Carsulae​a after our long sit — bread, facefruit, some mediocre chocolate cream wafers James swore were good (we fed quite a few to a large pink-nosed dog that appeared out of nowhere and followed us all day)​b — me itching to go get my missing pix of the tomb area at the other end o' town and the petering out of the Flaminia — we finally did wander up the road thru the temple area to the Porta S. Damiano and even a bit beyond down the gravel path to the road (that I must have been walking in 1994 from Portaria to Cesi, so that I was at most 100 m from some rather big and definitely beauti­ful Roman monuments that day).

Back up, squinted at the pink pavement of the forum, clambered up the modern concrete steps of the geminate temple, waved our arms inconclusively and jabbered at the W side of the forum, unaided by any of the 4 guides we were carrying (James playing beast of burden, having unwisely brought his backpack; me doing slow-motion juggling acts with camera, lens caps, glasses, books, logbook, pen) since the area remains unexcavated to this day; then off to the amphitheater-theater area, where our attention got drawn to three tunnels into the amphitheater area from the S: one surely for water, two for people of which the W one now blocked is being used to store three large stelae with inscriptions — the only inscriptions visible at Carsulae, and not very: facing in towards the blocking wall, next to impossible to read and certainly to photograph (about a foot's recul at most) altho' of course we tried — add a large flashlight to the juggling act.

And out, James remaining, much to my surprise, unimpressed apparently by Carsulae; very curious — this isn't the amphitheatre of Spello, after all: still, he was in the tail end of the sniffles and for all I knew he didn't feel too good.

The two train possibilities to Terni were Cesi at just past 6 P.M., and Sangemini or Cesi at 7 P.M. past: we gambled on Cesi, after all from the main road I know the way; so I wound up repeating my walk of 4 years ago, 'cept no bar and not in the dark: but I still haven't seen Cesi.​c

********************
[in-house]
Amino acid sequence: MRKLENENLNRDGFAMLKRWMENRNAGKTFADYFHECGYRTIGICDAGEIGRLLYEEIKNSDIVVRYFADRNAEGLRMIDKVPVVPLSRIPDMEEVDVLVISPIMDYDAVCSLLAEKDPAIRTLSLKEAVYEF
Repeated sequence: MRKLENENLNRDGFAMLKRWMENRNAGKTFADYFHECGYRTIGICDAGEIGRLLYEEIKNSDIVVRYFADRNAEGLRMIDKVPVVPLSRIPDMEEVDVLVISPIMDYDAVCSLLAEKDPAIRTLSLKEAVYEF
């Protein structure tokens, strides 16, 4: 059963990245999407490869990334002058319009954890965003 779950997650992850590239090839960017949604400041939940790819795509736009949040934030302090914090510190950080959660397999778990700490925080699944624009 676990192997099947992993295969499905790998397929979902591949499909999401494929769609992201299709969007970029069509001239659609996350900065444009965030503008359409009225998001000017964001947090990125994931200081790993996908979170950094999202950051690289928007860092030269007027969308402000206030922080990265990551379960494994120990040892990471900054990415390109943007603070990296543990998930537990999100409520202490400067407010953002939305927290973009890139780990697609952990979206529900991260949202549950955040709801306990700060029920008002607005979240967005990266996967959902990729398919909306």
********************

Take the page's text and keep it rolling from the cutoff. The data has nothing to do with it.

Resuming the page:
Train at the right time, which 6 km later put us in Terni, where we discovered we had nearly 2 hours to wait: we went and sat at a bar just off the Piazza Tacito: James had a caffé macchiato and a Viparo, a ghastly succession; I had a sambuca. We were tired for some reason — yet we'd done no more'n 11 km walking at the outside?

Anyway, home and I made a dinner of leftover: every fruit, veggie and opened wine that might spoil if left until Monday evening thru our planned stay in Amelia.

Later Notes:

a On the roundabout way to the ruins of Carsulae, I finally saw my first Chianine; it was a major event for me, and I wonder why I didn't mention it in my diary that day.

For the un-Chianina‑savvy: Chianina is the modern name of a breed of white cattle in central Italy reputed to be the same as that for which the area was famous in Antiquity; pure white cows were required for certain Roman temple sacrifices. I had been sort of chasing them for some while:

• Oct 97: side-tracked by a ghost Chianina, I almost lose an amphitheatre;

• Sep 98: I eat one (a Chianina, that is, not an amphitheatre) but feel a bit guilty at not having been introduced to it first, so to speak.

Anyway, round a bend in the road, what do I spy but a herd of white cows with the characteristic strong shoulders of draft oxen. For some reason, James was unkeen on wandering thru some farmer's property inhabited by a large herd of cows, and a few bulls as well, so stayed put. I took my camera and went hunting. Here is one of the best pictures:

[image ALT: A photograph of a large white cow. It is a fine specimen of the Italian breed called Chianina.]

A Chianina near Sangemini.

For more technical information and a full set of pictures, see the Chianina Breeding Standards page of ANABIC, the Italian Beef Cattle Breeders Association.

b Don't do this, folks! Chocolate is held by many people to be poisonous to dogs. I'm not sure it's true, and don't want to step into a controversy here, but after having had a Dog of my own who didn't get any from me, I wouldn't have fed any to my friend here, either; even if the amount of actual chocolate in one of these wafers isn't much.

c I'd already done this non-visit of Cesi twice in 1994; after another near miss in 2000, I finally got there on my fourth pass, in 2004 — then was too sick to record it properly at the time in my diary. I did use that visit though to provide a few photoillustrated pages on the town in my Gazetteer of Umbria.